Post Series on Psalm 14:
- Fools and Total Depravity – Psalm 14:1-3
- Yahweh is the Refuge of the Poor – Psalm 14:4-6
- Who Will Give Israel Salvation From Zion? – Psalm 14:7
Psalm 14 is one of the most important texts in the Old Testament that informs the Christian doctrine of Total Depravity, which helps explain why David opens the psalm with what a lot of people would call “fighting words”:
1The fool says in his heart, “There is no God.” (Psalm 14:1)
In fact, this isn’t a cheap put-down, although it might sound like it at first. Instead, David goes on to explain what he means by the “fool” who denies God in his heart:
1The fool says in his heart, “There is no God.”2The LORD looks down from heaven on the children of man,
They are corrupt, they do abominable deeds,
there is none who does good.
to see if there are any who understand,
who seek after God. 3They have all turned aside; together they have become corrupt;
there is none who does good,
not even one.
In these first three verses of Psalm 14, we see a working definition of this particular Hebrew word for fool, nabal.
Fool is Primarily a Moral Classification
David has in mind something a little different from an atheist or the agnostic who wrestles with honest questions about the existence of God. It isn’t that he has nothing to say to such people (he does—we will get there in a moment), but that he is addressing a particular type of fool who scoffs at God so that he can do any wicked thing he desires to do.
Depending on how you translate everything, there are about ten different Hebrew words in the Old Testament that have to do with some kind of foolishness (cf. “nbl” by Chou-Wee Pan, in NIDOTTE, vol 3, p. 12). The word nabal refers to the godless, unruly, scoffer kind of foolishness, rather than stupidity foolishness or insane foolishness (among other possibilities).
But at the same time, intellectual atheism doesn’t get a free pass here either. Franz Delitzsch writes in his commentary:
It is not merely practical atheism, that is intended by this maxim of the nabal. The heart according to Scripture language is not only the seat of volition, but also of thought. The nabal is not content with acting as though there were no God, but directly denies that there is a God, i.e. a personal God. The psalmist makes this prominent as the very extreme and depth of human depravity, that there can be among men those who deny the existence of a God. (“Psalms” in Commentary on the Old Testament, p. 203-04.)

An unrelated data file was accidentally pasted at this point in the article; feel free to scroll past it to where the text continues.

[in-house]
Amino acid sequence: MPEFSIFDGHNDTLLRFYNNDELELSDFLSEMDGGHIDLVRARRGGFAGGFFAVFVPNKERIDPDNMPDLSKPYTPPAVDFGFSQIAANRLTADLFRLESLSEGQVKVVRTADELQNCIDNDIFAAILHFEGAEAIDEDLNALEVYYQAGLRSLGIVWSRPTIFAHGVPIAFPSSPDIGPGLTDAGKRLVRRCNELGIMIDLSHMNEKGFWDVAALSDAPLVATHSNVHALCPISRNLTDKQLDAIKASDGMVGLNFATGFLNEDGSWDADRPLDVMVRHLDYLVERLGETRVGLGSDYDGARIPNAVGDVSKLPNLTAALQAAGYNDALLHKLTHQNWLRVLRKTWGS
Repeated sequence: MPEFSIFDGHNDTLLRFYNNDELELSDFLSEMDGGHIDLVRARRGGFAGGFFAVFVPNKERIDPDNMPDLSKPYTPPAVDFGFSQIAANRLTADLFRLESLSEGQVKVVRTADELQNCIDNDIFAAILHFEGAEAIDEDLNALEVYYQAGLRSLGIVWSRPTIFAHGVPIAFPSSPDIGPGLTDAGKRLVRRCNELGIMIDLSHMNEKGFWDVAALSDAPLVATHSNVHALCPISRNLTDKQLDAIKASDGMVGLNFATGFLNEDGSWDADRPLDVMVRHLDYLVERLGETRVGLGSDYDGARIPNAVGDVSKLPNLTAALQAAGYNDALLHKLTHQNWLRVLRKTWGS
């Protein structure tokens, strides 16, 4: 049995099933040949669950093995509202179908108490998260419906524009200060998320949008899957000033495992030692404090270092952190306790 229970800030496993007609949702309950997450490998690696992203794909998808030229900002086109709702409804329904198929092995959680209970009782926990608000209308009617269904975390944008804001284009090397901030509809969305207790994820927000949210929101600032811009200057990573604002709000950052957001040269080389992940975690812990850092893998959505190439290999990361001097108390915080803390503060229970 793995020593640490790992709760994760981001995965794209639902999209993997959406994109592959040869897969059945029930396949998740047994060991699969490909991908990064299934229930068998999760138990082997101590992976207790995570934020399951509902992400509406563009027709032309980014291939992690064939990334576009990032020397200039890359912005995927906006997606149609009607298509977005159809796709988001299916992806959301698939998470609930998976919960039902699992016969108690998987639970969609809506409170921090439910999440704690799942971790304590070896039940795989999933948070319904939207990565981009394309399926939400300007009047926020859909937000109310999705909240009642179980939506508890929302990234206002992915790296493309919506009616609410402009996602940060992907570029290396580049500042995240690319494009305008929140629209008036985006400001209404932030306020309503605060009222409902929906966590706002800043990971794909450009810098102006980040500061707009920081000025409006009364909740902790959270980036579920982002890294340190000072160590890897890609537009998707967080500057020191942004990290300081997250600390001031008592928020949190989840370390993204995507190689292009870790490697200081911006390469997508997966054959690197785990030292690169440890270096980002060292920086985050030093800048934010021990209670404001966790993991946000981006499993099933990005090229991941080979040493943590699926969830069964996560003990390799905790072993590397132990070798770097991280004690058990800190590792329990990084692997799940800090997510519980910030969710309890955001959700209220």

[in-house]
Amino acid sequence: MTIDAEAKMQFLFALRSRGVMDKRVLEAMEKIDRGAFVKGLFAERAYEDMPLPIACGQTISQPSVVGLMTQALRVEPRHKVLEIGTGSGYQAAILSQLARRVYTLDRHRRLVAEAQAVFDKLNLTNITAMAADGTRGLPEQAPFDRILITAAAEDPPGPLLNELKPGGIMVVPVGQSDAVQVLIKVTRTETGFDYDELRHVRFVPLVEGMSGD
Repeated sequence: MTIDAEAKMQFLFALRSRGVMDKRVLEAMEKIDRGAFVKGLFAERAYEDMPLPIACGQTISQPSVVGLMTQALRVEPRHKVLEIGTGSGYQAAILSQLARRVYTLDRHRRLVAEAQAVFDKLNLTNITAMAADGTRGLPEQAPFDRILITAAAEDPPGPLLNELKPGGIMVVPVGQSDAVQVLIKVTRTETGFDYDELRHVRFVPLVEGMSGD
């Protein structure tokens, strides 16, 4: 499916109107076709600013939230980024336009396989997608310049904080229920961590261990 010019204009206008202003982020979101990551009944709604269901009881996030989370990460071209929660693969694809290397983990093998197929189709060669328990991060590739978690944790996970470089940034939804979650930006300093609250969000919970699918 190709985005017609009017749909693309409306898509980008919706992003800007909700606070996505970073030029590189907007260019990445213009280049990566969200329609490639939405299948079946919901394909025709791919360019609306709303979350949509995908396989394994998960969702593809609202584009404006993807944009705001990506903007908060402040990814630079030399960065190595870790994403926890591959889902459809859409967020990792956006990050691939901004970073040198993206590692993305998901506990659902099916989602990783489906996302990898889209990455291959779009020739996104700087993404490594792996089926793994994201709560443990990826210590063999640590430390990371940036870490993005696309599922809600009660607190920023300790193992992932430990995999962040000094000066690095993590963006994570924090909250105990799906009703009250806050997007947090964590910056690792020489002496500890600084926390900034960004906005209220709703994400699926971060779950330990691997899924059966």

Depravity—even total depravity—is the natural consequence of rejecting God.
Total Corruption–Flood and Babel Style
Delitzsch also points out an interesting link from the language of Psalm 14:1-3 all the way back to the first chapters of the Bible in Genesis (p. 204-05). He points out that the phrase “They are corrupt” in v. 1 is the same word to describe the state of humanity before the Flood in Genesis 6:11: “Now the earth was corrupt in God’s sight, and the earth was filled with violence.”
Not only that, but the whole verse “The LORD looks down from heaven on the children of man, to see if there are any who understand…” in Psalm 14:2 takes us all the way back to Genesis 11:5, at the Tower of Babel: “And the LORD came down to seebeney-ha’adam) had become.
These are two noteworthy passages from Genesis, because they mark the two extreme cases of sin for which God judged the whole world—first to destroy the whole world with a flood, and second to scatter the whole world across the face of the earth by confusing their language at Babel.
They Have ALL Turned Aside–Total Depravity
But what’s striking—and a bit unsettling—about this passage is that David universalizes his characterizations of the human race. It isn’t that the “fools” are some odd, wicked group of people off in the corner. Instead, in v. 2-3, after Yahweh has evaluated all the children of man, the pronouncement is that “They have all turned aside; together they have become corrupt; there is none who does good, not even one.”
In Hebrew, there is a small word that means “There is no” (‘eyn), and this is the word used in v. 1: “‘eyn God” (“There is no God”). But the word is used three more times to stress that “There is no” person in all the earth who does good:
“There is none who does good” (Psalm 14:1)“There is none who does good” (Psalm 14:3) “There is not one [who does good]” (Psalm 14:3)
This is where Psalm 14 starts getting uncomfortable, hitting a little too close to home. The “fools” are not some group out there. I am one of the fools! I am included in this group of people who denies God in my heart so that I can live however I please! I am unable to caricature and vilify those people, because I am one of them!
This idea that the corrupting influence of sin has stretched over the whole human race, twisting and distorting our hearts so that we deny God in order to live however we want to live, is a theme that Paul picks up in Romans 3. In fact, he quotes Psalm 14:1-2 in Romans 3:11-12, right before he announces in Romans 3:23 that all have sinned and fall short of the glory of God. Everyone alike—Jew and Gentile—share a common condemnation from our common, godless foolishness.
So how bad is this condition, and where do we go from here? We’ll continue our study of Psalm 14 tomorrow.